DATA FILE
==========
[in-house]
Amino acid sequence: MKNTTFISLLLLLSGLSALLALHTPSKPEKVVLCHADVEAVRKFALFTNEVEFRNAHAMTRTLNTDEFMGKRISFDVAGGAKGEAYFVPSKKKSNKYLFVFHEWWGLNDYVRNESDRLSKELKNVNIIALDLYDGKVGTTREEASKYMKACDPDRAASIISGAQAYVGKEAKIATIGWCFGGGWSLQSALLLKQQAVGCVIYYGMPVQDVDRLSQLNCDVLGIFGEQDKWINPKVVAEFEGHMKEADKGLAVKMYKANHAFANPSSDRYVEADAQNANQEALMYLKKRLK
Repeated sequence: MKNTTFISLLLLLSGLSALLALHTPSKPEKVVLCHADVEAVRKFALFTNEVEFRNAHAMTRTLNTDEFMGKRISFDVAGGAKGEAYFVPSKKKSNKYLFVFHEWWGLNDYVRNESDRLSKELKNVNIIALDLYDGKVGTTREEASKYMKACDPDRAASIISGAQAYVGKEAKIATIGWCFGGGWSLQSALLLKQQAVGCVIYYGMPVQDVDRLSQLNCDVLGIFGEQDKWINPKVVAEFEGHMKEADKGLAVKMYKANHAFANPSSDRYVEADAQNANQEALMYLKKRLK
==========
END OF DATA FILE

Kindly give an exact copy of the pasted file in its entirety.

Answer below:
[in-house]
Amino acid sequence: MKNTTFISLLLLLSGLSALLALHTPSKPEKVVLCHADVEAVRKFALFTNEVEFRNAHAMTRTLNTDEFMGKRISFDVAGGAKGEAYFVPSKKKSNKYLFVFHEWWGLNDYVRNESDRLSKELKNVNIIALDLYDGKVGTTREEASKYMKACDPDRAASIISGAQAYVGKEAKIATIGWCFGGGWSLQSALLLKQQAVGCVIYYGMPVQDVDRLSQLNCDVLGIFGEQDKWINPKVVAEFEGHMKEADKGLAVKMYKANHAFANPSSDRYVEADAQNANQEALMYLKKRLK
Repeated sequence: MKNTTFISLLLLLSGLSALLALHTPSKPEKVVLCHADVEAVRKFALFTNEVEFRNAHAMTRTLNTDEFMGKRISFDVAGGAKGEAYFVPSKKKSNKYLFVFHEWWGLNDYVRNESDRLSKELKNVNIIALDLYDGKVGTTREEASKYMKACDPDRAASIISGAQAYVGKEAKIATIGWCFGGGWSLQSALLLKQQAVGCVIYYGMPVQDVDRLSQLNCDVLGIFGEQDKWINPKVVAEFEGHMKEADKGLAVKMYKANHAFANPSSDRYVEADAQNANQEALMYLKKRLK